There is a rather unfortunate term in psychology—hedonic adaptation—that summarises the state of many long-term relationships. Hedonic adaptation is basically the human tendency to get used to the good things in our lives. Humans have this amazing capacity to maintain a sort of emotional status quo. At the beginning, a new gift, friend, or experience brings us a lot of pleasure and excitement. But then, we quickly grow accustomed to the new thing and it no longer brings us quite the same pleasure it once did.
Well, this same process happens in our romantic relationships. In the beginning, the mere mention of your partner’s name might have brought a goofy grin to your face. Now, you’ve heard their name mentioned so many times that it probably is rare that you find yourself grinning just at hearing it. Seeing your partner walk in the door after work is unlikely to generate heart palpitations like it did the first few months you were together.
But we don’t just stop feeling extra excited each time we see our partner, we also start feeling more annoyed by them. We start to see what our partners are doing wrong instead of what they are doing right. And this is when the relationship spark can start to die out.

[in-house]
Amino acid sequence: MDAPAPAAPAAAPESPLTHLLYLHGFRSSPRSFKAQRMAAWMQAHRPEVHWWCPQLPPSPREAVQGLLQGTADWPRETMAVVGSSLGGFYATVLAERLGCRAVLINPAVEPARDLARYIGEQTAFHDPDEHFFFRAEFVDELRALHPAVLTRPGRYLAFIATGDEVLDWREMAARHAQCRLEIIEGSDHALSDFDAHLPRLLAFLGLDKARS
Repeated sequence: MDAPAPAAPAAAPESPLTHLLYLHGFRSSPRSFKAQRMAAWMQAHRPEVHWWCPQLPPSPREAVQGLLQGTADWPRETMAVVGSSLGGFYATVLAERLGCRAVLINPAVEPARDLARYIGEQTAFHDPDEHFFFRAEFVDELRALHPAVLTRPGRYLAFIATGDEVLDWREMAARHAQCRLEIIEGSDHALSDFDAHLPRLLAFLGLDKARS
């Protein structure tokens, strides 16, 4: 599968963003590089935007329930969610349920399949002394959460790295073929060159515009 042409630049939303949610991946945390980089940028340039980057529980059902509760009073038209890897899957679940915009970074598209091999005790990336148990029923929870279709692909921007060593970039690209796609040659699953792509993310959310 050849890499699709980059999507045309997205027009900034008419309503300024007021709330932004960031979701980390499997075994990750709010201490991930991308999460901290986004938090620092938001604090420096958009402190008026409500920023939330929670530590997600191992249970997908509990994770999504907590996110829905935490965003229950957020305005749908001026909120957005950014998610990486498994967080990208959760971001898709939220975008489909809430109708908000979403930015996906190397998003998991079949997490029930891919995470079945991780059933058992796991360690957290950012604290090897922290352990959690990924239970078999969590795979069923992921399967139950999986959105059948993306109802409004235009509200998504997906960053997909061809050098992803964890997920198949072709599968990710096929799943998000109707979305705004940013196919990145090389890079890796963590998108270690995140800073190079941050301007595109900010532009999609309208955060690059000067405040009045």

So how do you combat it? First, you need to be aware that hedonic adaptation exists—just knowing about it is half the battle. It means you will be able to recognise when it’s happening and take the necessary steps to fight it. Second, you need to believe that relationships can improve and thrive with a little work. It doesn’t matter if you and your partner are soulmates. Every. Single. Relationship takes work. Just like a fire, your relationship can’t thrive if it doesn’t get fed when it starts to die out. And finally, you just need a few tips for how to combat hedonic.
If you use only one tool for fighting hedonic adaptation, make it gratitude. Nearly two decades of burgeoning research shows that people who are more grateful for their romantic partners are more satisfied in their relationships, feel closer to each other, are more committed, engage in more thoughtful acts for each other and are less likely to break up.
One way to build intimacy in your relationship is by sharing your thoughts and feelings with each other and then responding to those disclosures in a way that makes you both feel good.
Being selfless instead of selfish isn’t just good for your partner. It’s good for you as well. Why? Because an appreciated partner is an appreciative one!
New and exciting activities can help you fight hedonic adaptation by giving you and your partner a chance to laugh and play together, share experiences, and see each other in a new light, building pleasure and intimacy in your relationship.
This is an excerpt from Dr. Amie Gordon’s Mindsail program “(Re)igniting Your Relationship Spark”. Dr. Amie Gordon, PhD is a social psychologist who researches romantic relationships. For more on keeping the spark alive and to listen to her full program, download the Mindsail app.